New method developed to identify wetland inhabitants
BGS-led research has helped develop a method to identify ancient human and animal wetland inhabitants.01/11/2023 By BGS Press
A team of isotope scientists from BGS, along with Cardiff University, has led research that has developed a new analytical method to identify archaeological remains of humans and animals that once inhabited wetlands. The method provides an additional tool for archaeologists to explore human and animal mobility in the past.
Identifying human and animal movement has long been an important pursuit in archaeology. Isotope analysis provides direct data for this and is helpful in identifying non-local individuals and patterns of migration.
Our aim was to test the hypothesis that certain underlying rock types will produce low sulphur (sulfur; S) isotope values, which are transferred through the food chain and could therefore provide a means of identifying humans and animals raised in wetlands in the past.
Angela Lamb, BGS Isotope Geochemist.
The new research explored the potential of previously undiagnostic low, often negative, S-isotope values to identify wetland dwellers. This was carried out by testing the hypothesis that impervious clays, which often support wetlands, will produce low S-isotope values due to both the underlying substrate and redox conditions.
To characterise the modern S-isotope biogeography of typical wetland environments, the researchers collected and analysed 58 modern plant samples taken from areas overlying Jurassic rocks in southern England. The sampling targeted archaeologically important areas of the Somerset Levels and the Cambridgeshire Fens. S-isotope ratios were also extracted from the bone collagen of 65 faunal fossil samples from archaeological sites in both regions and analysed to compare with modern data and test if this relationship held for archaeological samples. To understand if the plant signals were transferred up the food chain to the fauna, S-isotopes in modern bone collagen, extracted from nine farm animals raised in these areas, were also analysed.
An additional tool for archaeologists
Of the samples tested, 60 per cent gave a value below zero, with the modern plant datasets giving more negative values for the eastern regions of Cambridgeshire relative to Oxfordshire and Somerset. The plants showed a correlation between S-isotope composition and altitude, which supports the idea that low-lying wetlands supply the most negative values into the environment.
These results support the interpretation that relatively low or negative S-isotope values are indicative of vegetation and wildlife growing and grazing on wetland regions underlain by Jurassic clays. Data from this study formed part of a new BGS isotope domain map (see Figure 1).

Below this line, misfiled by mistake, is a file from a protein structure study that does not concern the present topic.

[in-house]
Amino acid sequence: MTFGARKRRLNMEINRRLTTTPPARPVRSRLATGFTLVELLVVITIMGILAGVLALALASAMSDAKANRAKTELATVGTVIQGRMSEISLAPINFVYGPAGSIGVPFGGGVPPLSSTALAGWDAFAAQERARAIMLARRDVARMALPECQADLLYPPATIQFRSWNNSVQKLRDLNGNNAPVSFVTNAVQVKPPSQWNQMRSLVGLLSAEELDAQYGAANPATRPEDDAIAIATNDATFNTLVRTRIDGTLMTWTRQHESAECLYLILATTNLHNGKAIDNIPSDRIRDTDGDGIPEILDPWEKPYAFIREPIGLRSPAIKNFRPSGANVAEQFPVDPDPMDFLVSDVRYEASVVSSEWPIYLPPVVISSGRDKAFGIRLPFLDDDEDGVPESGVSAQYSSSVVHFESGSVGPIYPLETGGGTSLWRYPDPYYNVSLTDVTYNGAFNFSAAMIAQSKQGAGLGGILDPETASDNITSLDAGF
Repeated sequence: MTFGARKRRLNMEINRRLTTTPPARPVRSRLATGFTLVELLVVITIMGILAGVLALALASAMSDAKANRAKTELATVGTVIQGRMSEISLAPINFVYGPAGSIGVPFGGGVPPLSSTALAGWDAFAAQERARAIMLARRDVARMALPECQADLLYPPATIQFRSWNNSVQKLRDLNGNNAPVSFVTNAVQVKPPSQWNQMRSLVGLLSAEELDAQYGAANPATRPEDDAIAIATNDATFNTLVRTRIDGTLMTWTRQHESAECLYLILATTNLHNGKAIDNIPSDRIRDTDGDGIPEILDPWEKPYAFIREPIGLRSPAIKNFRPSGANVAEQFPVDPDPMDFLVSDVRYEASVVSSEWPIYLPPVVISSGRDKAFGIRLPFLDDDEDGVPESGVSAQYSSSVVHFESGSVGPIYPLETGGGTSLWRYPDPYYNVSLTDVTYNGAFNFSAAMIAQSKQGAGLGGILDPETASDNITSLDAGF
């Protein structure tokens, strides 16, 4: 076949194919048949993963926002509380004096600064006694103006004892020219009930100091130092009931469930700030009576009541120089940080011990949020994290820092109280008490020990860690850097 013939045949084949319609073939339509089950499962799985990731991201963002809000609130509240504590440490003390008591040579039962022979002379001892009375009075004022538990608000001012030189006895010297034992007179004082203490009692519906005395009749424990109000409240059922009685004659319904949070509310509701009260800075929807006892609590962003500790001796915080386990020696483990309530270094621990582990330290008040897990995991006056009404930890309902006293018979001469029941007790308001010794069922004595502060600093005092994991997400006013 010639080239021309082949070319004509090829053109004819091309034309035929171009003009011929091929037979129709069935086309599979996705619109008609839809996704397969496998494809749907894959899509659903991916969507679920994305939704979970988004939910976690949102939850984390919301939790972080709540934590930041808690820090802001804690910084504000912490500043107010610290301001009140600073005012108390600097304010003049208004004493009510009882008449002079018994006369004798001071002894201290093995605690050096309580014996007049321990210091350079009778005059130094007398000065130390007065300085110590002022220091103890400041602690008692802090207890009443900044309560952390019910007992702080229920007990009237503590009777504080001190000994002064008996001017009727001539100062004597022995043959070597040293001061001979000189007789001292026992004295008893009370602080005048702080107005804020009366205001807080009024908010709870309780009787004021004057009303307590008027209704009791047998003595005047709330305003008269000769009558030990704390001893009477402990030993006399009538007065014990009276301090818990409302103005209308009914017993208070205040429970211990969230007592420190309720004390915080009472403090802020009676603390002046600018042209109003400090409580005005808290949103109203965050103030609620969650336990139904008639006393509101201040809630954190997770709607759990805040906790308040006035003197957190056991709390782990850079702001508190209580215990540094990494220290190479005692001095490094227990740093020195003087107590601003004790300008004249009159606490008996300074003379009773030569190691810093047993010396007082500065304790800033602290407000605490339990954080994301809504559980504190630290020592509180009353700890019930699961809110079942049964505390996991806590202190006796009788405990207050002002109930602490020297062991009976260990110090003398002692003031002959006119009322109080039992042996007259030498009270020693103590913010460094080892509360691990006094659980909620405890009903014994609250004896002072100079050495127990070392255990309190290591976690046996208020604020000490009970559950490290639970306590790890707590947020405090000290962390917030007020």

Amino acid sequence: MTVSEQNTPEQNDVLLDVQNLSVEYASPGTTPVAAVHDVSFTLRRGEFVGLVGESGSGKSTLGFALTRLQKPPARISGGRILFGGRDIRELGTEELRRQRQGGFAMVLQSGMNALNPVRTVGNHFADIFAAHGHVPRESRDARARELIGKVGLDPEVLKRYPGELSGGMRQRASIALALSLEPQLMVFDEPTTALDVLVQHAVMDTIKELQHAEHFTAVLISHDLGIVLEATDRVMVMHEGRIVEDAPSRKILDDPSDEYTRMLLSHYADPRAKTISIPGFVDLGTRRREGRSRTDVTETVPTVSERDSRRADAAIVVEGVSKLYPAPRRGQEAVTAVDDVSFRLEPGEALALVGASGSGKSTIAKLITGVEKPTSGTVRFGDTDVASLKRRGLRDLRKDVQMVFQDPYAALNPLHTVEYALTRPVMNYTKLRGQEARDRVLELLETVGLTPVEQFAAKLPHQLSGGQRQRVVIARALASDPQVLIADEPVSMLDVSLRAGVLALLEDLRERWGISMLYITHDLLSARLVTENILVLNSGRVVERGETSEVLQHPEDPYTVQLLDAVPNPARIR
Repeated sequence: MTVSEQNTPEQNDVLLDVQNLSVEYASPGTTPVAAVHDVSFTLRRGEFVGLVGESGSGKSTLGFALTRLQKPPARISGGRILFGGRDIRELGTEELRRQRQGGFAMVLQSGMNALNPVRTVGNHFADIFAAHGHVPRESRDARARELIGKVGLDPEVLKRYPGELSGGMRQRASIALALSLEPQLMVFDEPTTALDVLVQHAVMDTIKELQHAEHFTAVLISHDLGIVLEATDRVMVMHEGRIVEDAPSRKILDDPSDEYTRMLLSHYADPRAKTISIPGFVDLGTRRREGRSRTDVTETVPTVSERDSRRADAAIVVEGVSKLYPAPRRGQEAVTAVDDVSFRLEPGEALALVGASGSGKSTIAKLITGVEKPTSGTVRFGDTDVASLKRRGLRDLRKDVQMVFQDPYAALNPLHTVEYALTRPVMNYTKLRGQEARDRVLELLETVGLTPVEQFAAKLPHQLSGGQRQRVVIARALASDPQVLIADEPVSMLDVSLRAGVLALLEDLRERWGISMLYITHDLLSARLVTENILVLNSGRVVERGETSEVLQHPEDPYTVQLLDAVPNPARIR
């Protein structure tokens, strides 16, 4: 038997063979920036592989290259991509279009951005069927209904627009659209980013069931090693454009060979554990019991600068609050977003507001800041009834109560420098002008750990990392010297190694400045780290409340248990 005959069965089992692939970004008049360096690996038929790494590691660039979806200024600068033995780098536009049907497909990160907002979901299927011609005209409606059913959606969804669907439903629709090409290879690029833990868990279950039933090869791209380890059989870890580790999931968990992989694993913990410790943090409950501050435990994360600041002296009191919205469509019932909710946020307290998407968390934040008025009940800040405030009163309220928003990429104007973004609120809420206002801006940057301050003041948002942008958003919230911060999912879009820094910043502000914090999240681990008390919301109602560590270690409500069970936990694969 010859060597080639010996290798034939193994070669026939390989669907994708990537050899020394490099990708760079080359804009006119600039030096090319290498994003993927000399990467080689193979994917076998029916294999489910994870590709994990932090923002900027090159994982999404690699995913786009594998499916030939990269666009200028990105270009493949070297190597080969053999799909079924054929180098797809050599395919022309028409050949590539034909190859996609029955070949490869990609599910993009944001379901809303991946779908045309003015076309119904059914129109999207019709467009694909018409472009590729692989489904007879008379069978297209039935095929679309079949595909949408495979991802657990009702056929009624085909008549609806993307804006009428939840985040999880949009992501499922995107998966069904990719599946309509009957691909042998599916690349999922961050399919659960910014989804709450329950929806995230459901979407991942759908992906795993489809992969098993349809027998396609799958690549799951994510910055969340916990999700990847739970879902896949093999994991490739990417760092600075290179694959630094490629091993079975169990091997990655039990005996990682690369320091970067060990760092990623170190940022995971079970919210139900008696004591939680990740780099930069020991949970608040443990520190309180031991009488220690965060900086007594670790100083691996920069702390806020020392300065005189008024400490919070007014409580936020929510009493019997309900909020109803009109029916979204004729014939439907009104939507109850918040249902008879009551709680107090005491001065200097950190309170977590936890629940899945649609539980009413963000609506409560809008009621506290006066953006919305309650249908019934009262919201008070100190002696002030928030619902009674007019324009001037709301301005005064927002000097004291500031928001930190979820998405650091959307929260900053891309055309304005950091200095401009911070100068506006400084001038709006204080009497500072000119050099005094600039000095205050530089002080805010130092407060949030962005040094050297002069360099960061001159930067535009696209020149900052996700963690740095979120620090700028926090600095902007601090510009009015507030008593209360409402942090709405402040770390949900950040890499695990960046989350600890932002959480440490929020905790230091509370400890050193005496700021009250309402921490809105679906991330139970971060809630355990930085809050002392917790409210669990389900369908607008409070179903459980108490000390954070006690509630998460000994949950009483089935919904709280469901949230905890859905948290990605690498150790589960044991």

Further work is needed to resolve regional differences in the altitude below which low S-isotope values occur and to understand S-isotope variability in higher altitude locations on the Jurassic clay, but this is a step forward in our understanding and therefore the application of low S- isotope ratios.
As a result, ancient humans and animals from wetlands, or that acquired their food from wetlands, may be identified using primary analytical methods. This provides an additional tool for archaeologists to explore animal management and human and animal mobility in the past.
Evans, J A, Chenery, C A, Mee, K, and Marchant A P. 2023. Biosphere Isotope Domains GB (V2) [interactive website]. Available at https://www.bgs.ac.uk/datasets/biosphere-isotope-domains-gb/
Looking at innovative ways of creating resilience to flooding hazards with natural flood management.
The conference took place at BGS’s headquarters in Keyworth, Nottinghamshire, on 21 November 2023.
BGS has published a detailed evidence report that underpins a deep geothermal White Paper.
BGS’s Ian Millar has been honoured for his geological research in Antarctica by having a mountain on the continent named after him.
A data sharing partnership has been agreed between BGS and Ossian, allowing BGS to advance its knowledge of the rock and soil conditions under the seabed.
Two UK-based artists visitors aim to turn art and earth science into a collaborative experience that facilitates discussion on land usage.
BGS-led research has helped develop a method to identify ancient human and animal wetland inhabitants.
BGS and the Geological Survey of Northern Ireland (GSNI) have launched a new book and map on Northern Ireland’s groundwater.
Dr Gavin Mudd brings with him expertise in sustainable mining, environmental impacts and management of mine waste.
The new Road Pollution Solutions tool predicts pollution levels from road runoff and suggests nature-based solutions to combat it.